All School Finance Equalizations Are Not Created Equal
Public school finance equalization programs can be characterized by the change they impose on the tax price of an additional dollar of local school spending. I calculate the tax price of spending for each school district in the United States for 1972, 1982, and 1992. I find that using the actual tax prices (rather than treating school finance equalizations as events) resolves apparently conflicting evidence about the effects of equalizations on per-pupil spending. Depending on whether they impose tax prices greater than or less than one, school finance equalizations either enjoy increased spending under most equalization schemes, but they actually lose spending under the strongest schemes such as those that exist in California and New Mexico. More importantly, regardless of whether an equalization levels down or up, it should be understood as a tax system on districts' spending. I show that school finance equalization schemes have properties that are generally considered undesirable: they raise revenue on a base that is itself a function of the school finance system and they assign tax prices so that people with a high demand for education are penalized relative to otherwise identical people with the same income. I discuss some simple, familiar schemes that do not have these undesirable properties, yet can achieve similar redistribution.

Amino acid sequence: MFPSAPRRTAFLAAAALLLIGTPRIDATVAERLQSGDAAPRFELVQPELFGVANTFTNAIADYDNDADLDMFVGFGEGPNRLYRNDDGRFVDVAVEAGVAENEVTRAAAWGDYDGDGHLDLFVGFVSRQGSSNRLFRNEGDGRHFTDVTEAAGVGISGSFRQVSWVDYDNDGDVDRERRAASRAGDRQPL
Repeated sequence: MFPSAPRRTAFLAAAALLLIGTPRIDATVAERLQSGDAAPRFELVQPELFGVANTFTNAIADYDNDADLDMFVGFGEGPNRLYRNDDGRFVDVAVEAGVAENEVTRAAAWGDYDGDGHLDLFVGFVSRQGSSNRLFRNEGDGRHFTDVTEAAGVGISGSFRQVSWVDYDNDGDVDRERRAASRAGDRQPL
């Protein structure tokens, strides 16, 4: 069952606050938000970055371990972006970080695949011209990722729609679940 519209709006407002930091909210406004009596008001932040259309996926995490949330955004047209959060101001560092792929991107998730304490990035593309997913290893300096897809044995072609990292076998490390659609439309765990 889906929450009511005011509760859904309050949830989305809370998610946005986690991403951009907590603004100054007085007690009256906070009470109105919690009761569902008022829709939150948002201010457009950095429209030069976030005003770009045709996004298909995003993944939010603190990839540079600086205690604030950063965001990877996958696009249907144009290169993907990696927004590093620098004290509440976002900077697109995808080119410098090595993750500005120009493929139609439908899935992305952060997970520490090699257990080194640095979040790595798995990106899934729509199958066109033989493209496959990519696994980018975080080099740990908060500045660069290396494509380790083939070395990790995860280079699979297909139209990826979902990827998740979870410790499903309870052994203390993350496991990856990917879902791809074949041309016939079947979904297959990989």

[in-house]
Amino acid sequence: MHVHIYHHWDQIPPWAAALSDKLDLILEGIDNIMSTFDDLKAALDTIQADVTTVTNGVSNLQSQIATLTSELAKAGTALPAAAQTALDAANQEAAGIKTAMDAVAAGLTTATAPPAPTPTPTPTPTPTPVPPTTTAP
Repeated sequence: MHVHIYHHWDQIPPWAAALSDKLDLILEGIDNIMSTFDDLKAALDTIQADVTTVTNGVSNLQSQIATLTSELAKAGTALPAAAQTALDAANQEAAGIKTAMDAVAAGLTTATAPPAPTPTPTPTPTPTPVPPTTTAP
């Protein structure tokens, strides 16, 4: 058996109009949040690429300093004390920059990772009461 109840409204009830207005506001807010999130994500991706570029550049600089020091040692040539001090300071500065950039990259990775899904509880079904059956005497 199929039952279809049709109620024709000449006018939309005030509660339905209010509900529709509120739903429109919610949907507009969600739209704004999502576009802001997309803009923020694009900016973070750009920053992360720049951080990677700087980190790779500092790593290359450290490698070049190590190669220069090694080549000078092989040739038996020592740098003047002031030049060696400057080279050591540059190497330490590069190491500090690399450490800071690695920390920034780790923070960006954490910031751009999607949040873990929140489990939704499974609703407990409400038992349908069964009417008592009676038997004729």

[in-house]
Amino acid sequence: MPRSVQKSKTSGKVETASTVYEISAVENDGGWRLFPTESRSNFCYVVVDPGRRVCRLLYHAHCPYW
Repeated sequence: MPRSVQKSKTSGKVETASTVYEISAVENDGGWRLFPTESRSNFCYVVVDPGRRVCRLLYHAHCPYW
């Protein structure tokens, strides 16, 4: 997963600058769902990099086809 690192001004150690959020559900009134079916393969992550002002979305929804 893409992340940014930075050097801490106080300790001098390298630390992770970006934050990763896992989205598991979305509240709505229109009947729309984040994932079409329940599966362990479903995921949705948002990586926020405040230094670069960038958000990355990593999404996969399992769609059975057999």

|Date of creation:||Nov 1998|
|Date of revision:|
|Publication status:||published as as "How Much Does School Spending Depend On Family Income? The Historical Origins Of The Current School Finance Dilemma," American Economic Review, Vol. 88, no. 2 (May 1998): 309-314|
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